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Artest hears wrath of fans in return to Indiana

Originally Published: March 17, 2006
By Chris Sheridan | ESPN Insider
INDIANAPOLIS -- Ron Artest now knows how Ben Wallace felt two Christmases ago and how John Starks was treated a decade earlier.

Those were the only comparisons longtime Pacers employees could fathom after Artest returned to Indiana as the villain Friday night -- and the fans let him have it like they rarely do.

Jermaine O'Neal had predicted there wouldn't be more than a couple of boos, and this reporter predicted a dominant performance by the Kings. Boy, were we both wrong.

The hate began raining down on Artest during player introductions, and the boos kept coming strong every single time he touched the ball. Artest claimed it had no effect on him, but there was certainly something that got into his head as the Sacramento Kings blew an early 16-point lead and lost 98-93 to the Pacers in the most anticipated game in Naptown since the Pistons made their first visit following the infamous brawl of 2004.

"It's cool. That's what they're supposed to do. I'm a Sacramento King, and if you come to Arco Arena, you already know how it's going to be," said Artest, adding that he couldn't remember anyone being treated quite so harshly by the fans when he was playing for the Pacers.

When it began, the tenacity of the booing was the thing you really noticed. Indiana fans had never really had a chance to vent at the one particular person who caused so much of the past two seasons to turn so sour, and that fury was unleashed in one big, strong crescendo.

"It's definitely unfortunate that your own fans would boo you, and booing him because he came back?" asked Stephen Jackson, the only player from the Pacers to spend time with Artest on Friday afternoon in the hours before the game. "I'm happy to see him happy and in a situation where he wants to be. That's my guy, and I wish him the best. But the fans showed a sad side by booing him."

The fans actually booed the Pacers, too, when it appeared the game was getting away from then at the midpoint of the first quarter. Sacramento hit its first eight shots and was ahead 36-20 at the end of one quarter, but the fluidity they showed in the opening minutes began to disappear once Artest tried to take on a little too much of the load by himself.

Early in the second quarter, Artest found himself isolated at the 3-point line against Peja Stojakovic, the player he was traded for, and decided he was going to try to show him up. But Stojakovic's defense -- along with his rebounding -- is better than what the Pacers had been expecting, and Artest soon discovered the same thing. He was able to free himself for a jumper, but the shot missed everything -- an airball that delighted the partisan crowd.

That was the beginning of the end for Artest, who followed up a 4-for-8 first half by shooting an abysmal 2-for-14 in the second half as the Kings were outscored 57-41 and couldn't find a way to stop Indiana rookie Danny Granger, who scored 14 of his career-high 23 points in the final two quarters.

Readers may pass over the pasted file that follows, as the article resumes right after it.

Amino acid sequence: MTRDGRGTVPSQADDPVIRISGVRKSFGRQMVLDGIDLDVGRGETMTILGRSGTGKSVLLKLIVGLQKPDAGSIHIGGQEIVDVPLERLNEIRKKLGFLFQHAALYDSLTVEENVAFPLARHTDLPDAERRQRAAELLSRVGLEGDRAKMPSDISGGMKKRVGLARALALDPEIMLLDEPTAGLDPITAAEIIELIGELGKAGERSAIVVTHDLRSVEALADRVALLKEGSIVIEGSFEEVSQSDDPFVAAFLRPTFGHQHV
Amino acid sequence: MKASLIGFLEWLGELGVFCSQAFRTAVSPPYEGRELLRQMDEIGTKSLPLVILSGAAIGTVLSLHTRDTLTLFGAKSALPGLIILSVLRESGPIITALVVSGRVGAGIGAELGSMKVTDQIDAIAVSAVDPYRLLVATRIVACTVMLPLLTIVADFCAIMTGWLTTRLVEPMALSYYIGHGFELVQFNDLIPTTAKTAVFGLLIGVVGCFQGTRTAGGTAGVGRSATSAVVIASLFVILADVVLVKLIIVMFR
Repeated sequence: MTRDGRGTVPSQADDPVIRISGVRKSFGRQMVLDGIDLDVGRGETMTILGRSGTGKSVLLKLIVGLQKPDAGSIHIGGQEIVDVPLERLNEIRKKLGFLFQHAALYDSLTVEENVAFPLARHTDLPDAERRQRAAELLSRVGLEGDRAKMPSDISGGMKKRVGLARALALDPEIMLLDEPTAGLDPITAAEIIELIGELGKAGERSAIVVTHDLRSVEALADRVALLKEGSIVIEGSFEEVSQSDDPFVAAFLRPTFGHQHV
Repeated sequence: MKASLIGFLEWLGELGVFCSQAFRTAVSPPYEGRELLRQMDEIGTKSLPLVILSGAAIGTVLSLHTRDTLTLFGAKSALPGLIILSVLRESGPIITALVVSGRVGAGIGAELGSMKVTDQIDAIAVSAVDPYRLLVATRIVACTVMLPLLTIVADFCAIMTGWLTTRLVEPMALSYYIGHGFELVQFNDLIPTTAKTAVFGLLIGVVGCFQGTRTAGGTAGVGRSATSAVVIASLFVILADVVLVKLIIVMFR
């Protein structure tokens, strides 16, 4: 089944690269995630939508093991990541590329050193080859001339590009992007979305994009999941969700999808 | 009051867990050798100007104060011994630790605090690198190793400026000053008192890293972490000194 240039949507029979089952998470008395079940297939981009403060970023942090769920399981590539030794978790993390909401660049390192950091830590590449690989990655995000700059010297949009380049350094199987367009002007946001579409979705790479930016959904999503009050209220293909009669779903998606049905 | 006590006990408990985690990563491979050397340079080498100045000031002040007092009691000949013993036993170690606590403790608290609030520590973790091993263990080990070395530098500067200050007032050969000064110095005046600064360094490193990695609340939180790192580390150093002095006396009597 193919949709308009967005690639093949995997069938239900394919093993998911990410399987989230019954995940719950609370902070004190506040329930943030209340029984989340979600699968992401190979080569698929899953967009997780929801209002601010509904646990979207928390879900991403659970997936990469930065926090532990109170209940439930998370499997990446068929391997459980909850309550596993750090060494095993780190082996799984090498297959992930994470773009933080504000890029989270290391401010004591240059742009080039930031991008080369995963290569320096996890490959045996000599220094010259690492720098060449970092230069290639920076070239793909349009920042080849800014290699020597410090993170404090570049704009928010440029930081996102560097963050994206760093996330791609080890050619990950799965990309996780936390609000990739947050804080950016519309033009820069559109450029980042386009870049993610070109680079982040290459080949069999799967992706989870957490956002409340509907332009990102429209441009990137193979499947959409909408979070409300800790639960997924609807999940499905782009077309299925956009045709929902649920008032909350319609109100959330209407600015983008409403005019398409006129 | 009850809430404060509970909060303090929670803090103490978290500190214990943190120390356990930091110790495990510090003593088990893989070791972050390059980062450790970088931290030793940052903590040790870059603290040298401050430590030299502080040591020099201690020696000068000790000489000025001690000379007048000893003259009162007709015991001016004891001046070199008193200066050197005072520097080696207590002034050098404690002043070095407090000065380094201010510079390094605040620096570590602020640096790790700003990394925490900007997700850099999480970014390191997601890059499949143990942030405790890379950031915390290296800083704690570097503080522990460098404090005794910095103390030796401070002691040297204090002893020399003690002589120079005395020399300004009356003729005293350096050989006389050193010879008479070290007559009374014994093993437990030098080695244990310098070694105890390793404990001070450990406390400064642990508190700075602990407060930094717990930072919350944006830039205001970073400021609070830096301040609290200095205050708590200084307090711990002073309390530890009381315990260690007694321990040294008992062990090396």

Artest finished with 18 points, five rebounds, two steals and two assists, while Stojakovic had 20 points and 12 rebounds.

"The first Laker game against Kobe he was too hyped up and tried to do too much, and even he admitted that," Kings coach Rick Adelman said before the game. "The second time he played Kobe he was much more at ease with what he could do, and hopefully he's going to do that tonight. But it's hard. There's so much going on here, so much emotion here, it's going to be hard for him."

Artest has helped the Kings turn around what had been a disappointing season, his energy at both ends of the court rubbing off on his new teammates and his production helping the Kings come into this game with eight wins in their last nine games -- a run of success that vaulted them into the thick of the Western Conference playoff race.

The Pacers had not been experiencing a similar level of success, but their problems could be traced in large part to the thigh injury that knocked Jermaine O'Neal out of their lineup in late January.

Indiana looked positively dreadful in the early minutes of this one, but Artest assumed that role all by himself after halftime as the game evolved in a grind-it-out halfcourt battle that favored the Pacers.

But the clincher for Indiana, strangely enough, came via the fast break.

Although they ran a little bit more in the first few games after Stojakovic arrived, the Pacers soon settled back into coach Rick Carlisle's preferred slowdown style. But with the score 91-88, Artest missed a shot from inside and Indiana pushed it upcourt for a fast-break layup by Stojakovic that gave them a five-point lead. After two missed by the Kings on their next possession, the Pacers broke out again and got the ball to Jackson for a fast-break dunk that gave them a seven-point lead that basically ended it.

Artest exchanged a few hugs and hand slaps with his ex-teammates before leaving he floor uneventfully. In the locker room afterward, he clutched a blowup photo of himself in a Pacers uniform -- the same picture that formerly hung on the wall outside their practice court, its place having been taken six weeks ago but a shot of Stojakovic.

"It was probably a weird day for the team," Artest said. "I wasn't trying to prove a point, I just missed a lot of layups."

If it was because he was pressing or because he was being booed, Artest wouldn't admit it.

"If there was a fight between the people who loved me or booed me, I think the boos would have won."

Just like the Pacers did.

Chris Sheridan, a national NBA reporter for the past decade, covers the league for ESPN Insider. To e-mail Chris, click here.

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